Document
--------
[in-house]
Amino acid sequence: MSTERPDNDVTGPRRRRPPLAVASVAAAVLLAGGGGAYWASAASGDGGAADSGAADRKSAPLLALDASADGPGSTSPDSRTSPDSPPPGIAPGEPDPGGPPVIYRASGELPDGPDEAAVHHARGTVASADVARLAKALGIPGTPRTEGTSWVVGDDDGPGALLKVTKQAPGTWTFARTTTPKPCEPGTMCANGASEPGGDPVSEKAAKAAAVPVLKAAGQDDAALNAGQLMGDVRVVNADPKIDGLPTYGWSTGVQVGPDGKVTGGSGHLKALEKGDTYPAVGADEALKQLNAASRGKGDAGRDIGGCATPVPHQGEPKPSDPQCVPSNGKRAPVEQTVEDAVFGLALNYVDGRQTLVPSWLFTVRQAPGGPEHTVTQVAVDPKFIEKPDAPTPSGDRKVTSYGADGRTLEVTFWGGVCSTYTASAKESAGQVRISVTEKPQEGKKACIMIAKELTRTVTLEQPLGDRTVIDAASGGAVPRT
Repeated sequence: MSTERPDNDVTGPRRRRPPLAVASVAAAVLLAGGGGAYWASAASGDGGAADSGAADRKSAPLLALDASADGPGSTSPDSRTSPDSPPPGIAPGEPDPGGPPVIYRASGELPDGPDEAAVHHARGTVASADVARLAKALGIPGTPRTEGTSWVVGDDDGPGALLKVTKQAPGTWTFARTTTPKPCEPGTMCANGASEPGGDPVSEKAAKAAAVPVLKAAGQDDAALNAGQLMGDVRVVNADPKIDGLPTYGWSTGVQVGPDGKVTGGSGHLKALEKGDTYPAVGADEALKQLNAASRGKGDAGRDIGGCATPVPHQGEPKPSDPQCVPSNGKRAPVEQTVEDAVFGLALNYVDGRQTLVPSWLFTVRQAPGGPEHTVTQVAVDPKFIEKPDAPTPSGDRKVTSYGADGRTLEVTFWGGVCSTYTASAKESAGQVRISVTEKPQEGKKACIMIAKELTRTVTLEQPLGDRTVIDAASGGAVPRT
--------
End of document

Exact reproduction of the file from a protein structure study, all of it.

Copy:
[in-house]
Amino acid sequence: MSTERPDNDVTGPRRRRPPLAVASVAAAVLLAGGGGAYWASAASGDGGAADSGAADRKSAPLLALDASADGPGSTSPDSRTSPDSPPPGIAPGEPDPGGPPVIYRASGELPDGPDEAAVHHARGTVASADVARLAKALGIPGTPRTEGTSWVVGDDDGPGALLKVTKQAPGTWTFARTTTPKPCEPGTMCANGASEPGGDPVSEKAAKAAAVPVLKAAGQDDAALNAGQLMGDVRVVNADPKIDGLPTYGWSTGVQVGPDGKVTGGSGHLKALEKGDTYPAVGADEALKQLNAASRGKGDAGRDIGGCATPVPHQGEPKPSDPQCVPSNGKRAPVEQTVEDAVFGLALNYVDGRQTLVPSWLFTVRQAPGGPEHTVTQVAVDPKFIEKPDAPTPSGDRKVTSYGADGRTLEVTFWGGVCSTYTASAKESAGQVRISVTEKPQEGKKACIMIAKELTRTVTLEQPLGDRTVIDAASGGAVPRT
Repeated sequence: MSTERPDNDVTGPRRRRPPLAVASVAAAVLLAGGGGAYWASAASGDGGAADSGAADRKSAPLLALDASADGPGSTSPDSRTSPDSPPPGIAPGEPDPGGPPVIYRASGELPDGPDEAAVHHARGTVASADVARLAKALGIPGTPRTEGTSWVVGDDDGPGALLKVTKQAPGTWTFARTTTPKPCEPGTMCANGASEPGGDPVSEKAAKAAAVPVLKAAGQDDAALNAGQLMGDVRVVNADPKIDGLPTYGWSTGVQVGPDGKVTGGSGHLKALEKGDTYPAVGADEALKQLNAASRGKGDAGRDIGGCATPVPHQGEPKPSDPQCVPSNGKRAPVEQTVEDAVFGLALNYVDGRQTLVPSWLFTVRQAPGGPEHTVTQVAVDPKFIEKPDAPTPSGDRKVTSYGADGRTLEVTFWGGVCSTYTASAKESAGQVRISVTEKPQEGKKACIMIAKELTRTVTLEQPLGDRTVIDAASGGAVPRT